MacKenzie Bezos and the Myth of the Lone Genius Founder


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Source: Wired

This week has been full of stories with headlines like “How much could MacKenzie Bezos get in a divorce?” speculating on what will happen to “his wealth.” (Punctuated by the occasional outcry that any human being could stand to receive more than $60 billion at all.) What was often missing, or glossed over, is the fact that MacKenzie helped her husband start his historic company, starting by agreeing to leave their life and move across the country from New York City to Seattle, where Amazon was founded. It’s also part of a wider pattern of how the stories of tech companies get told, which erases the many individuals who help to build them in favor of highlighting the “lone genius” at the helm. Many of the people who fade to the background have been women.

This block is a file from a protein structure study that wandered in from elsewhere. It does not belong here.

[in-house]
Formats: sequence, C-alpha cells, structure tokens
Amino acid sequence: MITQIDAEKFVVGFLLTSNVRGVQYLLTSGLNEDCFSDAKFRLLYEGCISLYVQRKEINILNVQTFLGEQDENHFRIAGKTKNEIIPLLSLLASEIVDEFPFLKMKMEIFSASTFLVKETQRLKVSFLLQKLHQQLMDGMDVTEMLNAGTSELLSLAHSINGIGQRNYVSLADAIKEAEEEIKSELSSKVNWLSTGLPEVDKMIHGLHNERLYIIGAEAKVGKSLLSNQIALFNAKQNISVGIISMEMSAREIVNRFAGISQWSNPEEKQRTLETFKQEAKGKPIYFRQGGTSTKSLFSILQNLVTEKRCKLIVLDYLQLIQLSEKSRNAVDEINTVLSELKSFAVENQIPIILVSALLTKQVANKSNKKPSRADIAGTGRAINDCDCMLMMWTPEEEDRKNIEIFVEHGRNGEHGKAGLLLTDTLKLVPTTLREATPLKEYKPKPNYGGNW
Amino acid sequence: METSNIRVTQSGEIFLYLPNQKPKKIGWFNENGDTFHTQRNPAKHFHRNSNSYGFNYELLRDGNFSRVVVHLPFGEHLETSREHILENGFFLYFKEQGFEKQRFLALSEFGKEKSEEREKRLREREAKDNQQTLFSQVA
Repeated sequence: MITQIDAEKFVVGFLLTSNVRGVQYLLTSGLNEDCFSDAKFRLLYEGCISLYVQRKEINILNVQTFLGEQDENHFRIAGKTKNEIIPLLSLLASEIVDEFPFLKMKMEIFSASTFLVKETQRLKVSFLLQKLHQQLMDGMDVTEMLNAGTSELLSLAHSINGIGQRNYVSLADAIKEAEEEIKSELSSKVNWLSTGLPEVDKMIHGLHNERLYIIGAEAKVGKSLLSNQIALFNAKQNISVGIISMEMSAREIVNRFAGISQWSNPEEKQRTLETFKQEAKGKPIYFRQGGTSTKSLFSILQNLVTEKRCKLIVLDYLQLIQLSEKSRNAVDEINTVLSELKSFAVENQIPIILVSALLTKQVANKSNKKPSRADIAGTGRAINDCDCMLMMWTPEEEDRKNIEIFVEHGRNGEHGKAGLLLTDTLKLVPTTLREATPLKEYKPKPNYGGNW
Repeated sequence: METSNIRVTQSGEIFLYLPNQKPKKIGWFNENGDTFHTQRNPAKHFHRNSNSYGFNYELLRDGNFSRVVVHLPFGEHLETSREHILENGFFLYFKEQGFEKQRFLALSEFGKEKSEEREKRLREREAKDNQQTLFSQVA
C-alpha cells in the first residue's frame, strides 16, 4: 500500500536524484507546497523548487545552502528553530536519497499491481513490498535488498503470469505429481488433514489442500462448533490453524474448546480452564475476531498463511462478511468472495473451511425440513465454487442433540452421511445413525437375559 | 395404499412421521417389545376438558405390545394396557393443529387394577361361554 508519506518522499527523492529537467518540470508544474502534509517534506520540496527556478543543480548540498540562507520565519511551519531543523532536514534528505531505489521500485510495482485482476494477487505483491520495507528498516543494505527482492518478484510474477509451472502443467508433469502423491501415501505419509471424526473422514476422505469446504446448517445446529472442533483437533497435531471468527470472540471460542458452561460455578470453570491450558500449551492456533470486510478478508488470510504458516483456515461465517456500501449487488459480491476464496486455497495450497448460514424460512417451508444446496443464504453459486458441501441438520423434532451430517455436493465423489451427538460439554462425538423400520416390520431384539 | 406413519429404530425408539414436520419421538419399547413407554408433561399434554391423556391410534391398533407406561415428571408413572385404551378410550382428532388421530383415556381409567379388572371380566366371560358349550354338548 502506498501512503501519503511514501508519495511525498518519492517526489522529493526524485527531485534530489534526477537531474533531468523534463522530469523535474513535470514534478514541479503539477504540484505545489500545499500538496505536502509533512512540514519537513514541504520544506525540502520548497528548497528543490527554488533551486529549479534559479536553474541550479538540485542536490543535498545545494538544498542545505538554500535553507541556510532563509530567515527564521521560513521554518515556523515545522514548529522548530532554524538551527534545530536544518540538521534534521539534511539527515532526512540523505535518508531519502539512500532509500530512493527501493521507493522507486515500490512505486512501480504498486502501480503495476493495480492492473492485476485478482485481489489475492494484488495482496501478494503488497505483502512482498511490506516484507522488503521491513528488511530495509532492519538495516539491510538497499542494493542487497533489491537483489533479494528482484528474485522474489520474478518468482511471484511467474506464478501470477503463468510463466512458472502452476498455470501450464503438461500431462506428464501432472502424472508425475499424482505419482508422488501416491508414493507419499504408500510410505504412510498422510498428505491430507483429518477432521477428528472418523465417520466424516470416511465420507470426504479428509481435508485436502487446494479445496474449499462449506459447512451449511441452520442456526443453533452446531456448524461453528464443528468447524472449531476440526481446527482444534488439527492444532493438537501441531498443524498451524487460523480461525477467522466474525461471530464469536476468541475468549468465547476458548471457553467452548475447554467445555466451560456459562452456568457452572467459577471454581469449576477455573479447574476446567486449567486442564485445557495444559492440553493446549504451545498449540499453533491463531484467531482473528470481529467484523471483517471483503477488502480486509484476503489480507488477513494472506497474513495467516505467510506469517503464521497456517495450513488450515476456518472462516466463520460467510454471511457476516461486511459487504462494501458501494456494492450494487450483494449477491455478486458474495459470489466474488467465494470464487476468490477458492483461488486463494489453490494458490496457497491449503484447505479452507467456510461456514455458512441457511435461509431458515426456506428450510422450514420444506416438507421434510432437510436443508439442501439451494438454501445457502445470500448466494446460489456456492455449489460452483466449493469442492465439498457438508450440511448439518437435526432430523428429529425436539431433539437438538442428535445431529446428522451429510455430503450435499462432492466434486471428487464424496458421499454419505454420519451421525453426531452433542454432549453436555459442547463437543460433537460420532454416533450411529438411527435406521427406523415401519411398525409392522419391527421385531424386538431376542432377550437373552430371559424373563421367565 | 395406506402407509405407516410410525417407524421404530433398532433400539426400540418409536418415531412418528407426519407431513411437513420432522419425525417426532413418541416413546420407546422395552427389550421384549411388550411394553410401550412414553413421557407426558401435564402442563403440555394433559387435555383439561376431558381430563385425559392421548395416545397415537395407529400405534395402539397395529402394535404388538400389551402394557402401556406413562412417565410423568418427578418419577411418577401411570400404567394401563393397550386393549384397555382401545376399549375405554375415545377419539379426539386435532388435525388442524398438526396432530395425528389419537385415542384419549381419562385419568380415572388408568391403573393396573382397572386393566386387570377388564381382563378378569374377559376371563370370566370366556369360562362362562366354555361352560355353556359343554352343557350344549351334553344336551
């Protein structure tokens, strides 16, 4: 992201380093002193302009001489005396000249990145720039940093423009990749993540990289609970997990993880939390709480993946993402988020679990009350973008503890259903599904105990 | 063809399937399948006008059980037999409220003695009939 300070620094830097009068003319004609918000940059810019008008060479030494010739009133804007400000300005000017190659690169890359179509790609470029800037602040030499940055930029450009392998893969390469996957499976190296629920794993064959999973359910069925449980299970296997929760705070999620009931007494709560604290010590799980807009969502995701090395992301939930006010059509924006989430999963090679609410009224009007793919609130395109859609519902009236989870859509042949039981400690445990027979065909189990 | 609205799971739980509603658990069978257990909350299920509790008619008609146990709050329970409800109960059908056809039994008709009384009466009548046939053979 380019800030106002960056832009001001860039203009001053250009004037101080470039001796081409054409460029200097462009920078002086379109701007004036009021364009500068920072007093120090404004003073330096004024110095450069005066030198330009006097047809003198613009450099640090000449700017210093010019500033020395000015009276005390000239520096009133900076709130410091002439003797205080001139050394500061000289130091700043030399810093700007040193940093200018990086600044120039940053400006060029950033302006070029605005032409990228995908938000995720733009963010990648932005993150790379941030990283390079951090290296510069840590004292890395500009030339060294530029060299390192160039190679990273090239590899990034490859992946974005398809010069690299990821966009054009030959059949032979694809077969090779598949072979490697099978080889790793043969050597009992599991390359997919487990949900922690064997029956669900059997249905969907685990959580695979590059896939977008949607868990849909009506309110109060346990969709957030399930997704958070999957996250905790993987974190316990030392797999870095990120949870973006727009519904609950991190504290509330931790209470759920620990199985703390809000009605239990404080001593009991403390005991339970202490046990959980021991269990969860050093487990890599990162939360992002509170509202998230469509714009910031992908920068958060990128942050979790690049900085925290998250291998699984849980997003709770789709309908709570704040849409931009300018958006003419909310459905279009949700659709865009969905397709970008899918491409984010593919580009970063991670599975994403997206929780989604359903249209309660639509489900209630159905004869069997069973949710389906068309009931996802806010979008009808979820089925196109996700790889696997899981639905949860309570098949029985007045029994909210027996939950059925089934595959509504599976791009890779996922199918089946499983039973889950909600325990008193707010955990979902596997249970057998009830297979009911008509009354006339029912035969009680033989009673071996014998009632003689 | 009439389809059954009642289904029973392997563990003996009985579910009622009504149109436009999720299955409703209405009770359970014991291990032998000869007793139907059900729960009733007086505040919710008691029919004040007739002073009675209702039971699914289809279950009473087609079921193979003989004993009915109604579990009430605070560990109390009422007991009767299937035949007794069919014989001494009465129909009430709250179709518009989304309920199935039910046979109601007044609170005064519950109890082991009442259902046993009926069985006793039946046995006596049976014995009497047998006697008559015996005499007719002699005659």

Story length: 1,155 words

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One thought on “MacKenzie Bezos and the Myth of the Lone Genius Founder

  1. From Mark Twain:

    “It takes a thousand [people] to invent a telegraph, or a steam engine, or a phonograph, or a telephone or any other important thing — and the last [person] gets the credit and we forget the others. He [or she] added [their] little mite — that is all he [or she] did. These object lessons should teach us that ninety-nine parts of all things that proceed from the intellect are plagiarisms, pure and simple; and the lesson ought to make us modest. But nothing can do that.”

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